Natural products play an important role in pharmaceutical innovation. They are active components in many medicines. For example, nearly half of the small molecules used to treat cancer are natural products or directly derived from natural products.1 They are also components of vaccines. The pharmaceutical industry is constantly seeking access to natural products and the traditional knowledge associated with them. These include plants (roots, bark, leaves), micro-organisms (terrestrial and marine), toxins, venoms and other natural biological agents.  In the current race to develop a drug and/or vaccine against COVID-19, natural products or derivatives are surely worth considering as a starting point. The harvesting of natural resources for use by the pharmaceutical industry is usually carried out by partners such as traditional healers, farmers, academics or businesses. Thus, the process usually involves several stakeholders, including providers and users of natural resources and associated traditional knowledge, which are often located in different parts of the world. Fair and equitable collaboration in such a context requires well-developed collaboration agreements and access and benefit-sharing agreements. Various instruments of international law encourage the signing of such agreements, including: The Convention on Biological Diversity (CBD), which recognizes the sovereignty of states over their natural resources. The CBD sets out fundamental principles to regulate access and benefit-sharing, including that access to natural resources, their use and the sharing of benefits arising from them should be based on “mutually agreed terms.”2 The Nagoya Protocol covers the sharing of the results of research and development, the payment of royalties and joint ownership of intellectual property (IP) rights.3 The World Intellectual Property Organization (WIPO) has developed a guide to assist providers and users of natural resources and associated traditional knowledge in the negotiation and establishment of IP clauses in access and benefit-sharing agreements. The guide describes how IP rights can be exploited and managed to achieve the desired objectives, and how the benefits arising from the use can be created and shared in a fair and equitable manner, thereby promoting the conservation and use of biodiversity.4 Furthermore, research and development activities in the pharmaceutical industry are known to be associated with high risk and high investment costs. Indeed, it is widely recognized that the process to develop a drug can take up to 15 years, only about 16% of molecules entering the clinical phase will be approved, and only 1 in 5 marketed drugs generates revenues equal to or greater than the research and development costs involved.5  In the pharmaceutical industry, intellectual property, especially patents and data protection, is thus considered an essential instrument for securing the economic benefits of an innovation. Efforts in this intense period of development of a drug/vaccine against COVID-19 are of course focused on the technical aspects directly related to research and development. Nevertheless, those involved should not lose sight of the importance of collaboration agreements and access and benefit-sharing agreements.  When it comes to natural products in particular, concluding agreements with solid clauses on possible innovations and patents is key for providers of natural resources and traditional knowledge. The same applies to users of these resources and knowledge. We explore some of these clauses below. Initial consideration – deciding whether or not to patent Factors to be considered include the nature and purpose of the project, the expected value of the project results, business objectives, and the ability to manage acquired patents. The decision to apply for a patent, or not to do so, depends largely on whether the benefits of patent protection will outweigh the cost of obtaining it. Confidentiality What information must be kept confidential to ensure that its disclosure does not jeopardize the chances of obtaining patent protection? Agreements should include clear clauses on information management (publication of scientific articles, presentations at conferences, press releases, etc.). The parties may agree to make public disclosures only after mutual approval and the filing of a patent application. Some jurisdictions (Canada, United States, Japan) offer a grace period after a disclosure of the innovation, but for other jurisdictions (Europe, China) there is virtually no such grace period. Where patent protection is desired, the US Provisional Patent Application is a key tool for managing the confidentiality of an innovation under development. Patentability of research and development results While a natural substance as such generally cannot be patented, some results derived from the use of natural resource and associated traditional knowledge can be protected by patent, provided that the innovation is new, useful and not obvious. Parties obtaining the patents Should a general principle applicable to all innovations resulting from the use of natural resources obtained from providers be adopted? Should users have the obligation of reporting all developed innovations? Should they have the obligation of agreeing on the terms for obtaining a patent? Countries where patent protection can be obtained Countries where patents can be obtained are determined by taking into account key markets, strategic locations for drug manufacturing and other considerations, such as the country of origin of natural resources and the traditional knowledge associated to them. Depending on the number of countries ultimately chosen, a strategy involving a Patent Cooperation Treaty (PCT) international application could be considered.  Inventors It is important to name the “real” inventors in a patent application—the validity of the future patent could depend on this. Those who participated only in collecting natural resources or verifying use results may not qualify as inventors. The extent of scientific contribution is one of the main factors to consider. Ownership of future patents The Nagoya Protocol mentions joint (provider-user) ownership of patents as a possible benefit-sharing mechanism. However, companies in the pharmaceutical industry are not keen on this practice. They try to avoid the complications and legal uncertainties associated with joint ownership. Although most countries, including Canada, require the co-owner of a patent to obtain the consent of the other co-owner in order to grant a license, this is not the case in the United States, where a co-owner can grant a license without the consent of the other party and without having to give any justification with respect to royalties or other payments. One commonly adopted solution allows the user to retain ownership of the patent while the provider is granted a royalty-free license. However, some providers consider this option unfair because the patent is not co-owned. In cases of joint ownership, it will of course be necessary to determine how responsibilities will be divided between the provider and user. The parties must decide who will be responsible for filing the patent application and for maintaining the continuing effect of the patent, and who will provide the resources necessary for performing these actions. Patent exploitation What is the most appropriate model for exploiting a patent and disseminating innovation? Which among a license, assignment or joint venture is preferable? Who will negotiate and approve the terms of any subsequent patent exploitation agreement? Should licenses be granted free of charge, or should preferential conditions be granted to entities in the provider’s country or to other partners? Benefit-sharing How, when and between whom will the monetary or non-monetary benefits arising from the commercial exploitation of a patent be distributed? What benefit-sharing mechanisms can be applied in this case? Management of conflicts between provider and user It is important to determine what jurisdiction will apply and how possible conflicts will be resolved (mediation, binding or non-binding arbitration, civil action, etc.). Disputes Only a patent owner can sue for infringement. If the patent is owned only by either the provider or the user, the other party’s cooperation can be negotiated. End of collaboration A collaboration can end for a number of reasons, for example, as a result of problems with the flow of natural resources (volume, quality). What happens to acquired patents then? Conclusion Providers and users of natural resources and associated traditional knowledge should carefully consider their relationship ahead of time. It is very likely that research and development using natural resources will lead to patentable innovations. If there are no plans for patent co-ownership, it is important to include relevant clauses in agreements that ensure a fair and equitable distribution of monetary or non-monetary benefits resulting from the commercial exploitation of patents.   Newman D. et Cragg G., “Natural products as sources of new drugs over 30 years from 1981 to 2014”, Journal of Natural Products (2016), 79.3, 629-661. Convention on Biological Diversity. Nagoya Protocol. World Intellectual Property Organization (WIPO) (2018), A Guide to Intellectual Property Issues in Access and Benefit-sharing Agreements. Report of the Meeting of the Group of Legal and Technical Experts on Concepts, Terms, Working Definitions and Sectoral Approaches (UNEP/CBD/WG-ABS/7/2).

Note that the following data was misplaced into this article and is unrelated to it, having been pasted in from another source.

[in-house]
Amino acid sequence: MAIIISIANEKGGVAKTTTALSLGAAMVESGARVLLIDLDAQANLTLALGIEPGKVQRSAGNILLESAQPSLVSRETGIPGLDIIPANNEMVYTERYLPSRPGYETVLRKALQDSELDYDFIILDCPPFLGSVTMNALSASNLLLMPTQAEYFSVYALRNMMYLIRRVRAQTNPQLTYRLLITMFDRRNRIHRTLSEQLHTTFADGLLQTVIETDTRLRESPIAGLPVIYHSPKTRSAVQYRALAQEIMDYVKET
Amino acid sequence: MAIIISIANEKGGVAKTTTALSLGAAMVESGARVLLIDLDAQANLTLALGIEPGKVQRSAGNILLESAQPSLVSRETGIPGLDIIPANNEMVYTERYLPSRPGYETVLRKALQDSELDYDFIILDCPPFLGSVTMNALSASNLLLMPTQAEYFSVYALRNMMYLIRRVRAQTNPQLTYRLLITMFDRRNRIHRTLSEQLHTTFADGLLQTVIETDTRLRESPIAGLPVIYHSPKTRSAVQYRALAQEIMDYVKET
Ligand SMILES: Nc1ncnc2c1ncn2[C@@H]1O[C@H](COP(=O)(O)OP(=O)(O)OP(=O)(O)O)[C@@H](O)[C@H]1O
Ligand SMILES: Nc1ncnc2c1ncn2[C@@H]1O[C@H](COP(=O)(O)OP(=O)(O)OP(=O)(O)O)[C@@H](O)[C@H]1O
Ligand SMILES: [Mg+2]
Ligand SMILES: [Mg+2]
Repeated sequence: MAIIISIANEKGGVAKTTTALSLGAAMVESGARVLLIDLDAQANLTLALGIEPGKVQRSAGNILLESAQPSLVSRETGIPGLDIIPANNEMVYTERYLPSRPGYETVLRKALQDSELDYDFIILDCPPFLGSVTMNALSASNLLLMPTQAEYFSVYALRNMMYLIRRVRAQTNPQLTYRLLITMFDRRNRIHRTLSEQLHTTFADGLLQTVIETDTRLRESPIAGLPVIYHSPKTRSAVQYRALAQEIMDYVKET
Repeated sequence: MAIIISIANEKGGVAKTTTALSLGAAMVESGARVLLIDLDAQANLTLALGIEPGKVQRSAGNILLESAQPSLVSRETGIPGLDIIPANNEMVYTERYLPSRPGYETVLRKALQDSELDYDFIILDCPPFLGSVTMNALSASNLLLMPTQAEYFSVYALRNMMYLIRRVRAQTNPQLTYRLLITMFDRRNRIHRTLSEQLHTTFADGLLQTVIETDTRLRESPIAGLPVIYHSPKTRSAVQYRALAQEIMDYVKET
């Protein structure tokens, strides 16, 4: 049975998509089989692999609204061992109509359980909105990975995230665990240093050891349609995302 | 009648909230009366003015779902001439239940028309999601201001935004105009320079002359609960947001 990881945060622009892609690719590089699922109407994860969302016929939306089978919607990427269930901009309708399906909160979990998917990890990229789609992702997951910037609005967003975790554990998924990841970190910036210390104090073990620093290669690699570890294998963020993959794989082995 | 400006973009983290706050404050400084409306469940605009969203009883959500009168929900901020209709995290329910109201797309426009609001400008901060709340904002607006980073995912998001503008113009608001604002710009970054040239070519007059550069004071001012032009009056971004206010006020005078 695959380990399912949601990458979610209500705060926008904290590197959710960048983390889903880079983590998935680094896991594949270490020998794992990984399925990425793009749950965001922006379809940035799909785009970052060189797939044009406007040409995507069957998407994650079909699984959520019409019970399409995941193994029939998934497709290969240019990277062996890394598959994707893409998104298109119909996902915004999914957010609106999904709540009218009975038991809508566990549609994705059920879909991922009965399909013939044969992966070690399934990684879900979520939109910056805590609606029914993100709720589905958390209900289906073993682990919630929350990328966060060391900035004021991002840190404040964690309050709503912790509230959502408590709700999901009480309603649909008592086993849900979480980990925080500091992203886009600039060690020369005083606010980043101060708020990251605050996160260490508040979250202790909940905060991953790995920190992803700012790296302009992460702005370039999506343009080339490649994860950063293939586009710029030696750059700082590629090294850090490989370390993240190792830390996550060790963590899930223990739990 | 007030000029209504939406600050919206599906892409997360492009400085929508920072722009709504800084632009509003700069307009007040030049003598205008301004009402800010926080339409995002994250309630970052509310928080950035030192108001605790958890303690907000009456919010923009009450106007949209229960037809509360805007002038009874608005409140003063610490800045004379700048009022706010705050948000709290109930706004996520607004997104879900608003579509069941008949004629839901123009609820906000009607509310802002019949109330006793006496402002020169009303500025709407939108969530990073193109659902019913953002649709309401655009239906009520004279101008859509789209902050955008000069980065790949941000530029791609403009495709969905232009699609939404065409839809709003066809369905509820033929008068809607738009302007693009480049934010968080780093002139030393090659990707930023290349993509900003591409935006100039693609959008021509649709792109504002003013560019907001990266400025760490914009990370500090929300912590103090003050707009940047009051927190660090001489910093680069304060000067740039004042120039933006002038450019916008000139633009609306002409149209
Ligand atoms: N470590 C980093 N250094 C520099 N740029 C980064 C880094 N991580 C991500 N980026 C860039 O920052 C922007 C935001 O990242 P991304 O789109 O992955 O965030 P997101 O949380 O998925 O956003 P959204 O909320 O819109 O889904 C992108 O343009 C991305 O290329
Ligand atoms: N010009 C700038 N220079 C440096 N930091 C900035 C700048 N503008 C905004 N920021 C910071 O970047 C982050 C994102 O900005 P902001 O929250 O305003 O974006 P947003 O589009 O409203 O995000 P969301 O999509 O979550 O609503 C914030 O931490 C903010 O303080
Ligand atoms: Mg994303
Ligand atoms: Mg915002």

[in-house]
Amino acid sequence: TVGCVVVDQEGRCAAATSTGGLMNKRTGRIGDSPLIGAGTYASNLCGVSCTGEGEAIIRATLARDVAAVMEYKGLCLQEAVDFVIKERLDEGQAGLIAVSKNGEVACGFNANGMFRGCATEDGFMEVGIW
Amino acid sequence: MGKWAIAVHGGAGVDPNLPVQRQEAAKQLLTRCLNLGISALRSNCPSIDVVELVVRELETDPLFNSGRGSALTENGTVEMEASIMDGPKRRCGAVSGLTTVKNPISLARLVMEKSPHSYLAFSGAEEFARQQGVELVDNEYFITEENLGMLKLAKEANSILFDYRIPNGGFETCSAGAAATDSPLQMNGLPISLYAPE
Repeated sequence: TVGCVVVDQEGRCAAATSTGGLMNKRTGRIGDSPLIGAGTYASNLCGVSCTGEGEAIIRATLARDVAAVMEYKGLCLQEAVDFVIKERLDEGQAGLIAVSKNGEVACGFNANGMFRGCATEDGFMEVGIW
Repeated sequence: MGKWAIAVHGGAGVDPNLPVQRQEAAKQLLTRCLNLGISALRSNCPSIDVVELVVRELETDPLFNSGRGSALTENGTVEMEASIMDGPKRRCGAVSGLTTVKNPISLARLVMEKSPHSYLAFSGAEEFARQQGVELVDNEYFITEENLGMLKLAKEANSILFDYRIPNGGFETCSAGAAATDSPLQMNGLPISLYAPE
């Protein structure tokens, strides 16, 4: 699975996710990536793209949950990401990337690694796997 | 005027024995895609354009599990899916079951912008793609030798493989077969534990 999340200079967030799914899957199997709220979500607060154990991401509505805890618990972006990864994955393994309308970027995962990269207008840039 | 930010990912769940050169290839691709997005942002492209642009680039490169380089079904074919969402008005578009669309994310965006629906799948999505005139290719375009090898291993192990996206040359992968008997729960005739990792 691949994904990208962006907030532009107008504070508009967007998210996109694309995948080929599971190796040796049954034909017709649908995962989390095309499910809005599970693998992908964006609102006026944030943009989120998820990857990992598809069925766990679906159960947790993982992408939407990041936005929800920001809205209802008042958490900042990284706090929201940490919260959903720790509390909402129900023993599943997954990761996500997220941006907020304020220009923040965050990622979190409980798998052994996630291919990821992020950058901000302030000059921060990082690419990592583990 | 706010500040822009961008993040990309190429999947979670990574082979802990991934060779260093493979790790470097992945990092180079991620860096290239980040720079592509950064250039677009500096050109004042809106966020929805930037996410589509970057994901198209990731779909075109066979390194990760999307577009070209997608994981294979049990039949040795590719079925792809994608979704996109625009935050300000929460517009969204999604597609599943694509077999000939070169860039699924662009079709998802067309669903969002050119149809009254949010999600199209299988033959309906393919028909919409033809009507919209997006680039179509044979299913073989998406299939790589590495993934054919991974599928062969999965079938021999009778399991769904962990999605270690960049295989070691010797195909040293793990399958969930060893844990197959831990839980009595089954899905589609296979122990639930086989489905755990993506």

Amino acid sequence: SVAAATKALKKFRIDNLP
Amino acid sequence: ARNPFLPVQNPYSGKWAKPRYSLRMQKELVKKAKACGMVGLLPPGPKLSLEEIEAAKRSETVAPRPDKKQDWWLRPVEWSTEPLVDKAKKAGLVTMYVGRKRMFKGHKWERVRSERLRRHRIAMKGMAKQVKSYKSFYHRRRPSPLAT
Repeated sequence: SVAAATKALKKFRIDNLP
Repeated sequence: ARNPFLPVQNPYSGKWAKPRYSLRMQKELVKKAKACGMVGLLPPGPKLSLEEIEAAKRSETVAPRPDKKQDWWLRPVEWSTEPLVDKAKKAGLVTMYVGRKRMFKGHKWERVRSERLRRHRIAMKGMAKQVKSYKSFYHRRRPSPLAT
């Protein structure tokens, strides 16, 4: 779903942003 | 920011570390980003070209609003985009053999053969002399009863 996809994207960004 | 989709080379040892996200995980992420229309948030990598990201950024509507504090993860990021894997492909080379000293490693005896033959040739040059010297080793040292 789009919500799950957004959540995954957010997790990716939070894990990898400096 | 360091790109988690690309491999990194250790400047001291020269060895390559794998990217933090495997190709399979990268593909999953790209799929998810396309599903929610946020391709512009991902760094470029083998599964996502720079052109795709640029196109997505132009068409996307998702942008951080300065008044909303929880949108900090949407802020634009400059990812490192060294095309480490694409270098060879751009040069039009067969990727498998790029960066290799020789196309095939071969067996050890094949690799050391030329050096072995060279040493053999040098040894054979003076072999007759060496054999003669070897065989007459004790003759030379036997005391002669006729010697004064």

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  3. Artificial Intelligence and the 2017 Canadian Budget: is your business ready?